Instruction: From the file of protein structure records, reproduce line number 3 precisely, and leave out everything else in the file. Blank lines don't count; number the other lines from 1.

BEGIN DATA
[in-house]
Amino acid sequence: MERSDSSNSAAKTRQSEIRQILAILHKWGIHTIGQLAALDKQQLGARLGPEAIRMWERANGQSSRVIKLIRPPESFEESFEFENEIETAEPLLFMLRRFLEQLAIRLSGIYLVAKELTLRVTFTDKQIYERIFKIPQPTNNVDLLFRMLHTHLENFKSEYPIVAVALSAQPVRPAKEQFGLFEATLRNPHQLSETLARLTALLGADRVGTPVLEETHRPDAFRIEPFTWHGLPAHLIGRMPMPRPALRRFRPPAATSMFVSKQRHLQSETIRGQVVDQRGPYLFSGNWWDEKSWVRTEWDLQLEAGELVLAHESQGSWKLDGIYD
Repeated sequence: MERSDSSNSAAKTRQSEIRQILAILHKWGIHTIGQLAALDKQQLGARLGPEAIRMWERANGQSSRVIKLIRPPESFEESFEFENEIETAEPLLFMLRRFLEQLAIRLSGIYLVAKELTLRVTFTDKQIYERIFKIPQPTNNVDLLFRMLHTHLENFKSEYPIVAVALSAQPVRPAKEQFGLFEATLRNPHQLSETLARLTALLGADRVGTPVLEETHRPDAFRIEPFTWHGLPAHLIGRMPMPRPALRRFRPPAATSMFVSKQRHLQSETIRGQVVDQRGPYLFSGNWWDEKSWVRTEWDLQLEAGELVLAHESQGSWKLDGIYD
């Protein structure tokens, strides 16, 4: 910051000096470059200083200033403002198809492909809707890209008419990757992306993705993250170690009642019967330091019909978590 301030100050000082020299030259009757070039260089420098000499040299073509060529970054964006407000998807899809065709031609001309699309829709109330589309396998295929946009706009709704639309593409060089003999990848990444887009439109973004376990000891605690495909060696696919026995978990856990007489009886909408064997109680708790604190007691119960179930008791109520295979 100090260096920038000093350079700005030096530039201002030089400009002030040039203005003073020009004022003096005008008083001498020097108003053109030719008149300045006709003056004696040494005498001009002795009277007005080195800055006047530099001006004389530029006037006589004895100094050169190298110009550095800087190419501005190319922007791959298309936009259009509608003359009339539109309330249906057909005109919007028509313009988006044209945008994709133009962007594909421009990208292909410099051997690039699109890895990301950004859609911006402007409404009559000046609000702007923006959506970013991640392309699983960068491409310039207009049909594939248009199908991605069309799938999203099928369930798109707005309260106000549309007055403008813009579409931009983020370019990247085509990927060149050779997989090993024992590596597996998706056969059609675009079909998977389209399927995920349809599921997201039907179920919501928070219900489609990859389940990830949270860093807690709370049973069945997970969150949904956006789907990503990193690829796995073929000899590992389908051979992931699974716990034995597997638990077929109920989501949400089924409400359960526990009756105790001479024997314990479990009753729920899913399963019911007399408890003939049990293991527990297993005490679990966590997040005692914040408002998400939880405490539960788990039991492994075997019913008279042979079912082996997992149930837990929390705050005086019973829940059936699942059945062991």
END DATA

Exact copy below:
Repeated sequence: MERSDSSNSAAKTRQSEIRQILAILHKWGIHTIGQLAALDKQQLGARLGPEAIRMWERANGQSSRVIKLIRPPESFEESFEFENEIETAEPLLFMLRRFLEQLAIRLSGIYLVAKELTLRVTFTDKQIYERIFKIPQPTNNVDLLFRMLHTHLENFKSEYPIVAVALSAQPVRPAKEQFGLFEATLRNPHQLSETLARLTALLGADRVGTPVLEETHRPDAFRIEPFTWHGLPAHLIGRMPMPRPALRRFRPPAATSMFVSKQRHLQSETIRGQVVDQRGPYLFSGNWWDEKSWVRTEWDLQLEAGELVLAHESQGSWKLDGIYD